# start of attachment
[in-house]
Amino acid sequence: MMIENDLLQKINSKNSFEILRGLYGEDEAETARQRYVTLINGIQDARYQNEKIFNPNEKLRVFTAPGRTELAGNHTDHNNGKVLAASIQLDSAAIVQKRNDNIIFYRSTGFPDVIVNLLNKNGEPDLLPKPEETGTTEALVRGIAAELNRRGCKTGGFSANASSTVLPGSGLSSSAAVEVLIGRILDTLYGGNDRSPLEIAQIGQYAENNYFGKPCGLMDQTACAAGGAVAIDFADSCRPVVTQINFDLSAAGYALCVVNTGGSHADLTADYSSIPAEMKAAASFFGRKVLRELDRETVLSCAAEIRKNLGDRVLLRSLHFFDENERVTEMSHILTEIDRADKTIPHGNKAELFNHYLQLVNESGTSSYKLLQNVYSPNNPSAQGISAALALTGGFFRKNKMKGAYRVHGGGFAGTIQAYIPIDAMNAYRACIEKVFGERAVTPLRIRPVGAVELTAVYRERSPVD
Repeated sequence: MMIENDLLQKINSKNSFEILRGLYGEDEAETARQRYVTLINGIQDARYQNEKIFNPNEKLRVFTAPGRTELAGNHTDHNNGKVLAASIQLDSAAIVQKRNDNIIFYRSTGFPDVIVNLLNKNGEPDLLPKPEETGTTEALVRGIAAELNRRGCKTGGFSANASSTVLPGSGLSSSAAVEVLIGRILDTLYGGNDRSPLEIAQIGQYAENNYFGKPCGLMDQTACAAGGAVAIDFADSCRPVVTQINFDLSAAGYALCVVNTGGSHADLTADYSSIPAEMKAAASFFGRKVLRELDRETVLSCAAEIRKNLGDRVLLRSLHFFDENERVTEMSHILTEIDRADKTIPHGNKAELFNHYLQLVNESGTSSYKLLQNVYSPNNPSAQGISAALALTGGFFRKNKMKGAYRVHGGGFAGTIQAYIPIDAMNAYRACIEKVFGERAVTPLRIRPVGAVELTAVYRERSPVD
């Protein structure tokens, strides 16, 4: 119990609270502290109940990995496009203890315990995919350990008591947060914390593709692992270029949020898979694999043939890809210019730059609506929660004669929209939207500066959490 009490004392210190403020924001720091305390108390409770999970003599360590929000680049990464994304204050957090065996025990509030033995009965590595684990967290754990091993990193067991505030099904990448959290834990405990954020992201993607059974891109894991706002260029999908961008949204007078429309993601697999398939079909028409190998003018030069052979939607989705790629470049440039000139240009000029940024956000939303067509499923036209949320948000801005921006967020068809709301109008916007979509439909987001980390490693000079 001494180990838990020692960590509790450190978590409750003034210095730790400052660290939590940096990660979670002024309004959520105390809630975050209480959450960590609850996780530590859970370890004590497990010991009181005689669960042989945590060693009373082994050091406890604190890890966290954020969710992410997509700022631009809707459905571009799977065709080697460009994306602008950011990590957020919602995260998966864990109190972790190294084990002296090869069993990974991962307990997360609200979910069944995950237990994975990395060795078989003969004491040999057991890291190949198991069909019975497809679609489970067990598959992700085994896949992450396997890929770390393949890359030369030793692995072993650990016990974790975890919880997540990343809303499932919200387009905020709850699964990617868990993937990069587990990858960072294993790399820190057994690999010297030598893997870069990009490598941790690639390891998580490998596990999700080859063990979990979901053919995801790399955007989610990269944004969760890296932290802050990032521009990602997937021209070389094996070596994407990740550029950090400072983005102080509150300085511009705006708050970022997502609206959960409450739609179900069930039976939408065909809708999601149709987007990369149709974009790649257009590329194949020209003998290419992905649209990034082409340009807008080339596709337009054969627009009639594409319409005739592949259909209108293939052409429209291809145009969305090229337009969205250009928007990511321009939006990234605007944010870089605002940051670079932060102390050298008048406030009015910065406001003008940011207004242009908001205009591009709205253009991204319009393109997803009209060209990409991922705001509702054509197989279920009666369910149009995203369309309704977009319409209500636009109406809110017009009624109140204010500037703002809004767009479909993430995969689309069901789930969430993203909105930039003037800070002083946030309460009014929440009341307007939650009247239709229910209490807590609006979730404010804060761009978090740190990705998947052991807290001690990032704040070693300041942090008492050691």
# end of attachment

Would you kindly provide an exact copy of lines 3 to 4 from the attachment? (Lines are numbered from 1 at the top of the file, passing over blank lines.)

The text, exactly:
Repeated sequence: MMIENDLLQKINSKNSFEILRGLYGEDEAETARQRYVTLINGIQDARYQNEKIFNPNEKLRVFTAPGRTELAGNHTDHNNGKVLAASIQLDSAAIVQKRNDNIIFYRSTGFPDVIVNLLNKNGEPDLLPKPEETGTTEALVRGIAAELNRRGCKTGGFSANASSTVLPGSGLSSSAAVEVLIGRILDTLYGGNDRSPLEIAQIGQYAENNYFGKPCGLMDQTACAAGGAVAIDFADSCRPVVTQINFDLSAAGYALCVVNTGGSHADLTADYSSIPAEMKAAASFFGRKVLRELDRETVLSCAAEIRKNLGDRVLLRSLHFFDENERVTEMSHILTEIDRADKTIPHGNKAELFNHYLQLVNESGTSSYKLLQNVYSPNNPSAQGISAALALTGGFFRKNKMKGAYRVHGGGFAGTIQAYIPIDAMNAYRACIEKVFGERAVTPLRIRPVGAVELTAVYRERSPVD
């Protein structure tokens, strides 16, 4: 119990609270502290109940990995496009203890315990995919350990008591947060914390593709692992270029949020898979694999043939890809210019730059609506929660004669929209939207500066959490 009490004392210190403020924001720091305390108390409770999970003599360590929000680049990464994304204050957090065996025990509030033995009965590595684990967290754990091993990193067991505030099904990448959290834990405990954020992201993607059974891109894991706002260029999908961008949204007078429309993601697999398939079909028409190998003018030069052979939607989705790629470049440039000139240009000029940024956000939303067509499923036209949320948000801005921006967020068809709301109008916007979509439909987001980390490693000079 001494180990838990020692960590509790450190978590409750003034210095730790400052660290939590940096990660979670002024309004959520105390809630975050209480959450960590609850996780530590859970370890004590497990010991009181005689669960042989945590060693009373082994050091406890604190890890966290954020969710992410997509700022631009809707459905571009799977065709080697460009994306602008950011990590957020919602995260998966864990109190972790190294084990002296090869069993990974991962307990997360609200979910069944995950237990994975990395060795078989003969004491040999057991890291190949198991069909019975497809679609489970067990598959992700085994896949992450396997890929770390393949890359030369030793692995072993650990016990974790975890919880997540990343809303499932919200387009905020709850699964990617868990993937990069587990990858960072294993790399820190057994690999010297030598893997870069990009490598941790690639390891998580490998596990999700080859063990979990979901053919995801790399955007989610990269944004969760890296932290802050990032521009990602997937021209070389094996070596994407990740550029950090400072983005102080509150300085511009705006708050970022997502609206959960409450739609179900069930039976939408065909809708999601149709987007990369149709974009790649257009590329194949020209003998290419992905649209990034082409340009807008080339596709337009054969627009009639594409319409005739592949259909209108293939052409429209291809145009969305090229337009969205250009928007990511321009939006990234605007944010870089605002940051670079932060102390050298008048406030009015910065406001003008940011207004242009908001205009591009709205253009991204319009393109997803009209060209990409991922705001509702054509197989279920009666369910149009995203369309309704977009319409209500636009109406809110017009009624109140204010500037703002809004767009479909993430995969689309069901789930969430993203909105930039003037800070002083946030309460009014929440009341307007939650009247239709229910209490807590609006979730404010804060761009978090740190990705998947052991807290001690990032704040070693300041942090008492050691």